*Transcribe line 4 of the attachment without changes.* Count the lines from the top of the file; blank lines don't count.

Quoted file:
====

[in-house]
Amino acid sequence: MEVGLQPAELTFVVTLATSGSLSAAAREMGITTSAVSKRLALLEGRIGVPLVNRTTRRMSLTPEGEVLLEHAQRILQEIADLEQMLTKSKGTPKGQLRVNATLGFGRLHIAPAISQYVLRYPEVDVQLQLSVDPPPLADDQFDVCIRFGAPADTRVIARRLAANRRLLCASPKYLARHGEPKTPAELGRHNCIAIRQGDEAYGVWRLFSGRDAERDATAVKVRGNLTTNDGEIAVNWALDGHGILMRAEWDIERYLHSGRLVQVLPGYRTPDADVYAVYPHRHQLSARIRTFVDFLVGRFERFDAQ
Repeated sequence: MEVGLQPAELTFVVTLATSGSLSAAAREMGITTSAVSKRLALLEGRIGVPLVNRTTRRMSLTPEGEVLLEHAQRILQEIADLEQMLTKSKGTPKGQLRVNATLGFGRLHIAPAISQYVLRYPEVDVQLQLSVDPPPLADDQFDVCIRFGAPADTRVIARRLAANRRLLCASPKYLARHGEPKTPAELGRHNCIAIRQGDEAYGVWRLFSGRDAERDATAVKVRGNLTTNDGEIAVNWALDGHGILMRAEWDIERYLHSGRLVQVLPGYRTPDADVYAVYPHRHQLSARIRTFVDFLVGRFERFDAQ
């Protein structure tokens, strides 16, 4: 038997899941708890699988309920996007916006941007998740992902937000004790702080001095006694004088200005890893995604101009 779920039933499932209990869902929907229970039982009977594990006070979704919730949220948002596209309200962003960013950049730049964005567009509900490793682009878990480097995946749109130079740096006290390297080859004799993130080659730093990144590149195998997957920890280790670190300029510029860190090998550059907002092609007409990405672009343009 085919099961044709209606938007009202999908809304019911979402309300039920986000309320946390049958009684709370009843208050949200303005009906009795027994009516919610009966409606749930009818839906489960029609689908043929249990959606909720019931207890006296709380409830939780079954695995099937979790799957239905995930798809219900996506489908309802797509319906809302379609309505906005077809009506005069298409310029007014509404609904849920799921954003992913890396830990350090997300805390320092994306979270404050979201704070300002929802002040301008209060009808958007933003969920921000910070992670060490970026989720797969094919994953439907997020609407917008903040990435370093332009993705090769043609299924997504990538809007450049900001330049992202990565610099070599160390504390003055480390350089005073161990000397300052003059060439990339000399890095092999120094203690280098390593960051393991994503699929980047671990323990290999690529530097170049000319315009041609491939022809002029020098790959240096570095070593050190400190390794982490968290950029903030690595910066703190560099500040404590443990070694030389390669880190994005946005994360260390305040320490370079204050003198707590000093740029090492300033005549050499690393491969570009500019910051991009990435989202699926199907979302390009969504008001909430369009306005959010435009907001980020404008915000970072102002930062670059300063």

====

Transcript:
């Protein structure tokens, strides 16, 4: 038997899941708890699988309920996007916006941007998740992902937000004790702080001095006694004088200005890893995604101009 779920039933499932209990869902929907229970039982009977594990006070979704919730949220948002596209309200962003960013950049730049964005567009509900490793682009878990480097995946749109130079740096006290390297080859004799993130080659730093990144590149195998997957920890280790670190300029510029860190090998550059907002092609007409990405672009343009 085919099961044709209606938007009202999908809304019911979402309300039920986000309320946390049958009684709370009843208050949200303005009906009795027994009516919610009966409606749930009818839906489960029609689908043929249990959606909720019931207890006296709380409830939780079954695995099937979790799957239905995930798809219900996506489908309802797509319906809302379609309505906005077809009506005069298409310029007014509404609904849920799921954003992913890396830990350090997300805390320092994306979270404050979201704070300002929802002040301008209060009808958007933003969920921000910070992670060490970026989720797969094919994953439907997020609407917008903040990435370093332009993705090769043609299924997504990538809007450049900001330049992202990565610099070599160390504390003055480390350089005073161990000397300052003059060439990339000399890095092999120094203690280098390593960051393991994503699929980047671990323990290999690529530097170049000319315009041609491939022809002029020098790959240096570095070593050190400190390794982490968290950029903030690595910066703190560099500040404590443990070694030389390669880190994005946005994360260390305040320490370079204050003198707590000093740029090492300033005549050499690393491969570009500019910051991009990435989202699926199907979302390009969504008001909430369009306005959010435009907001980020404008915000970072102002930062670059300063």